- Fertility preservation: Understand your options before cancer treatment
- Female fertility: Why lifestyle choices count
- Healthy sperm: Improving your fertility
- see all in Fertility
Parental health (7)
- Pregnancy after miscarriage: What you need to know
- Preconception planning: Is your body ready for pregnancy?
- Preparing for pregnancy: When you have diabetes
- see all in Parental health
Pregnancy symptoms (4)
- Symptoms of pregnancy: What happens right away
- Home pregnancy tests: Can you trust the results?
- Pregnancy due date calculator
- see all in Pregnancy symptoms
Symptoms of pregnancy: What happens right away
Other symptoms of pregnancy
Sometimes symptoms of pregnancy are less familiar or obvious. If you're pregnant, you might experience:
- Slight bleeding. Sometimes a small amount of spotting or vaginal bleeding is one of the first signs of pregnancy. Known as implantation bleeding, it happens when the fertilized egg attaches to the lining of the uterus — about 10 to 14 days after conception. Implantation bleeding generally lasts for a short time and occurs around the time of a menstrual period. However, implantation bleeding is usually much lighter than menstrual bleeding.
- Cramping. Some women experience mild uterine cramping early in pregnancy.
- Mood swings. The flood of hormones in your body in early pregnancy can make you unusually emotional and weepy. Mood swings also are common.
- Dizziness. Pregnancy causes your blood vessels to dilate and your blood pressure to drop. As a result, you might find yourself feeling lightheaded or dizzy.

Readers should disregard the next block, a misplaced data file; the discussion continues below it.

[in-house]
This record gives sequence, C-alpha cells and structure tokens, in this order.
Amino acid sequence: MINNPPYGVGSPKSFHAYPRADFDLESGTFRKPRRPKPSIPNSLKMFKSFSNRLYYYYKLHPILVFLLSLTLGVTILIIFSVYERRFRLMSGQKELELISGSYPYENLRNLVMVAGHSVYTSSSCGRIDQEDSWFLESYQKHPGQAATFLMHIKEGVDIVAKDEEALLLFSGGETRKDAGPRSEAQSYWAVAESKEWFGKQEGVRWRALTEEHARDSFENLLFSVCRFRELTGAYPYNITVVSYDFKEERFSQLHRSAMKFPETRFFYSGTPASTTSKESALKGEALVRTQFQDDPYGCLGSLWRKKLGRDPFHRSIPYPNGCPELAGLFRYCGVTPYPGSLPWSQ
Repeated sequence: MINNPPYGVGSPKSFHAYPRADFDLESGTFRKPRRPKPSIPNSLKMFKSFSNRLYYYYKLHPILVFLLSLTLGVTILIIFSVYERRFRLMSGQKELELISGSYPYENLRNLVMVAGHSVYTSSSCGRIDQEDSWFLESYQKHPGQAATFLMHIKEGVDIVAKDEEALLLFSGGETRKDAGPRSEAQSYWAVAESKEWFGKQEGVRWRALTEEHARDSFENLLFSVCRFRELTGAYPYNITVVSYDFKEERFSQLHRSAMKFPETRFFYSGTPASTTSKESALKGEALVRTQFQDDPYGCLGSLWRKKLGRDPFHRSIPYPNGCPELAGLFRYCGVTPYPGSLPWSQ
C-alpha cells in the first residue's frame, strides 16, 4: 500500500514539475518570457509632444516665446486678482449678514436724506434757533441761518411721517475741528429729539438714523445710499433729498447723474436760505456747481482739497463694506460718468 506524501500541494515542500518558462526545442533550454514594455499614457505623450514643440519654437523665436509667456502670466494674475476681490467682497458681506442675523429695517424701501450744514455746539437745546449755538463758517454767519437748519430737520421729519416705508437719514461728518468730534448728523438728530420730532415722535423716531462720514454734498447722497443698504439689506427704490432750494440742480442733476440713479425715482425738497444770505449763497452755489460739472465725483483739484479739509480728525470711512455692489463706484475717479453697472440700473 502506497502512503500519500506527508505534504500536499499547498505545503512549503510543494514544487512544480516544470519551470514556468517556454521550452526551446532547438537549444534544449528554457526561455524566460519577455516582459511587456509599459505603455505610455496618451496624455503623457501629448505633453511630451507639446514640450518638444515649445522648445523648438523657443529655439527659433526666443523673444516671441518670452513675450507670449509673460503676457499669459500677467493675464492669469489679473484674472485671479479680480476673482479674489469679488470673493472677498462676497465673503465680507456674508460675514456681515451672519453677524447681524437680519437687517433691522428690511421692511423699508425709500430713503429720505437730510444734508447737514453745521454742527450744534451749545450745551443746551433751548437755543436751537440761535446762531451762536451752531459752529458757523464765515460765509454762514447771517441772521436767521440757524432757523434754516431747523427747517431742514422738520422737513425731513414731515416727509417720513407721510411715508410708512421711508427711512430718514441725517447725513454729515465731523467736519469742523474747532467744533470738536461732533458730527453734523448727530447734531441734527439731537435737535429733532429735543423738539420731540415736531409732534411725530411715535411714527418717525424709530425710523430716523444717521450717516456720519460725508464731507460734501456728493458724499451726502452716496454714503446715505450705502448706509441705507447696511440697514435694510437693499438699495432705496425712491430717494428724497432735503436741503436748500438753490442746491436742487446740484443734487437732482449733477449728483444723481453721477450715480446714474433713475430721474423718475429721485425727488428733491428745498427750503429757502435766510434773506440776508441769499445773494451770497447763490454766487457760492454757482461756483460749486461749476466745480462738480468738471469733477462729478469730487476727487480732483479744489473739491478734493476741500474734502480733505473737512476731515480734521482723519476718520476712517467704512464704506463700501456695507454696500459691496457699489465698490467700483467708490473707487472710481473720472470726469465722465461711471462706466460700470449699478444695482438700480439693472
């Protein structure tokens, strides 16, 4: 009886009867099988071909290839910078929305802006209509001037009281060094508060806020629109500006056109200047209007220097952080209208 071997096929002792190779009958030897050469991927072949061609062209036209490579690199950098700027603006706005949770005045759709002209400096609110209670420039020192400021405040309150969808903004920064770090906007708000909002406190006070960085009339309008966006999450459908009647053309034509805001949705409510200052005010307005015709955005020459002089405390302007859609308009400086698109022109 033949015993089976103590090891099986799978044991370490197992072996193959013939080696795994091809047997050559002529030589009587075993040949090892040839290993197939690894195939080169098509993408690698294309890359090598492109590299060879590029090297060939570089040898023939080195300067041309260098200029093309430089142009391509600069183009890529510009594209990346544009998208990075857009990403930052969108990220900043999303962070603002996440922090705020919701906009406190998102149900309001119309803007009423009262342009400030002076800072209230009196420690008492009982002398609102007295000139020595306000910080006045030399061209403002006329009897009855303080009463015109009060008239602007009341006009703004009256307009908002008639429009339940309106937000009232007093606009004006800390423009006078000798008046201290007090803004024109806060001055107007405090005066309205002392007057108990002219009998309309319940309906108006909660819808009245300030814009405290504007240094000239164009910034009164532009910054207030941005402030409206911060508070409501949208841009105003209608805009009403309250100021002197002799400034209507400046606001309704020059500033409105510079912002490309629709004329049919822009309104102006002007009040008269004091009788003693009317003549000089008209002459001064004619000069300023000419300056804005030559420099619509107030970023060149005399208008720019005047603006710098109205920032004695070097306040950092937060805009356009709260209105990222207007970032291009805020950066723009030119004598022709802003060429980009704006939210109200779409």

- Constipation. Hormonal changes cause your digestive system to slow down, which can lead to constipation.
In addition, your basal body temperature — your temperature when you first wake up in the morning — might provide an early clue about pregnancy. Basal body temperature increases slightly soon after ovulation and remains at that level until your next period. If you've been charting your basal body temperature to determine when you ovulate, its continued elevation for more than two weeks could mean that you're pregnant.
Are you really pregnant?
Unfortunately, these signs and symptoms aren't unique to pregnancy. Some can indicate that you're getting sick or that your period is about to start. Likewise, you can be pregnant without experiencing any of these signs and symptoms.
Still, if you miss a period or notice any of the tip-offs on these lists, you might want to take a home pregnancy test — especially if you're not keeping track of your menstrual cycle or if it varies widely from one month to the next. If your home pregnancy test is positive, make an appointment with your health care provider. The sooner your pregnancy is confirmed, the sooner you can begin prenatal care.Previous page
(2 of 2)
- Bastian LA, et al. Clinical manifestations and diagnosis of early pregnancy. http://www.uptodate.com/home. Accessed March 19, 2013.
- Lockwood CJ, et al. Initial prenatal assessment and patient education. http://www.uptodate.com/home. Accessed March 19, 2013.
- Norwitz ER, et al. Overview of the etiology and evaluation of vaginal bleeding in pregnant women. http://www.uptodate.com/home. Accessed March 19, 2013.
- Hatcher RA, et al. Contraceptive Technology. 20th ed. New York, N.Y.: Ardent Media; 2011:417.
- Frequently asked questions. Pregnancy FAQ126. Morning sickness. American College of Obstetricians and Gynecologists. http://www.acog.org/~/media/For%20Patients/faq126.pdf?dmc=1&ts=20130318T1105352029. Accessed March 18, 2013.
- American College of Obstetricians and Gynecologists. Your Pregnancy and Childbirth Month to Month. 5th ed. Washington, D.C.: American College of Obstetricians and Gynecologists; 2010:17.
- Moore KL, et al. Before We Are Born: Essentials of Embryology and Birth Defects. 8th ed. Philadelphia, Pa.: Saunders Elsevier; 2013:326.
- You and your baby: Prenatal Care, Labor and Delivery, and Postpartum Care. Washington, D.C.: American College of Obstetricians and Gynecologists; 2011:1.
- Hill CC, et al. Physiologic changes in pregnancy. Surgical Clinics of North America. 2008;88:391.